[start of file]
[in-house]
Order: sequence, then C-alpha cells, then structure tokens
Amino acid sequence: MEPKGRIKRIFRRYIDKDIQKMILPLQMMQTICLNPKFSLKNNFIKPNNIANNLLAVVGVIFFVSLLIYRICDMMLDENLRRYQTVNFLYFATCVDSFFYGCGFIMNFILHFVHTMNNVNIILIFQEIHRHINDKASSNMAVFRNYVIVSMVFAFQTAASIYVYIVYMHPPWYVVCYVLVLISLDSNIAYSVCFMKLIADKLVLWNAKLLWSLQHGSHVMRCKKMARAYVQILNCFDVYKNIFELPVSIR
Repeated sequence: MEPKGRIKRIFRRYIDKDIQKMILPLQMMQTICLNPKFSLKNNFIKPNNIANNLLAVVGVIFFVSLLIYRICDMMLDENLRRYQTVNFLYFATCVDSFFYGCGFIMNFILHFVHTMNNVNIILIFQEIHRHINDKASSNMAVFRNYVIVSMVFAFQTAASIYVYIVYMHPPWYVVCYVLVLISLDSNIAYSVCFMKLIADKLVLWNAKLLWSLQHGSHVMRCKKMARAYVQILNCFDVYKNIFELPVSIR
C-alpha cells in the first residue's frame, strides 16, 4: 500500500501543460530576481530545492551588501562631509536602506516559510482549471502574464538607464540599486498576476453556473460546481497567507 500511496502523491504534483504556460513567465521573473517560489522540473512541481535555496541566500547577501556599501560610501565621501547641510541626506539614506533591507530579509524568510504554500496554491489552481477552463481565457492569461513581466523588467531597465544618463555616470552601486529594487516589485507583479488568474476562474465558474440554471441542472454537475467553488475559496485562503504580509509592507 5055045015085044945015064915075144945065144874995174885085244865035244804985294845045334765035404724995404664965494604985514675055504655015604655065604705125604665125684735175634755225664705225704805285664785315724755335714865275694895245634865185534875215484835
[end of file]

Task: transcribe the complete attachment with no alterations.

[in-house]
Order: sequence, then C-alpha cells, then structure tokens
Amino acid sequence: MEPKGRIKRIFRRYIDKDIQKMILPLQMMQTICLNPKFSLKNNFIKPNNIANNLLAVVGVIFFVSLLIYRICDMMLDENLRRYQTVNFLYFATCVDSFFYGCGFIMNFILHFVHTMNNVNIILIFQEIHRHINDKASSNMAVFRNYVIVSMVFAFQTAASIYVYIVYMHPPWYVVCYVLVLISLDSNIAYSVCFMKLIADKLVLWNAKLLWSLQHGSHVMRCKKMARAYVQILNCFDVYKNIFELPVSIR
Repeated sequence: MEPKGRIKRIFRRYIDKDIQKMILPLQMMQTICLNPKFSLKNNFIKPNNIANNLLAVVGVIFFVSLLIYRICDMMLDENLRRYQTVNFLYFATCVDSFFYGCGFIMNFILHFVHTMNNVNIILIFQEIHRHINDKASSNMAVFRNYVIVSMVFAFQTAASIYVYIVYMHPPWYVVCYVLVLISLDSNIAYSVCFMKLIADKLVLWNAKLLWSLQHGSHVMRCKKMARAYVQILNCFDVYKNIFELPVSIR
C-alpha cells in the first residue's frame, strides 16, 4: 500500500501543460530576481530545492551588501562631509536602506516559510482549471502574464538607464540599486498576476453556473460546481497567507 500511496502523491504534483504556460513567465521573473517560489522540473512541481535555496541566500547577501556599501560610501565621501547641510541626506539614506533591507530579509524568510504554500496554491489552481477552463481565457492569461513581466523588467531597465544618463555616470552601486529594487516589485507583479488568474476562474465558474440554471441542472454537475467553488475559496485562503504580509509592507 5055045015085044945015064915075144945065144874995174885085244865035244804985294845045334765035404724995404664965494604985514675055504655015604655065604705125604665125684735175634755225664705225704805285664785315724755335714865275694895245634865185534875215484835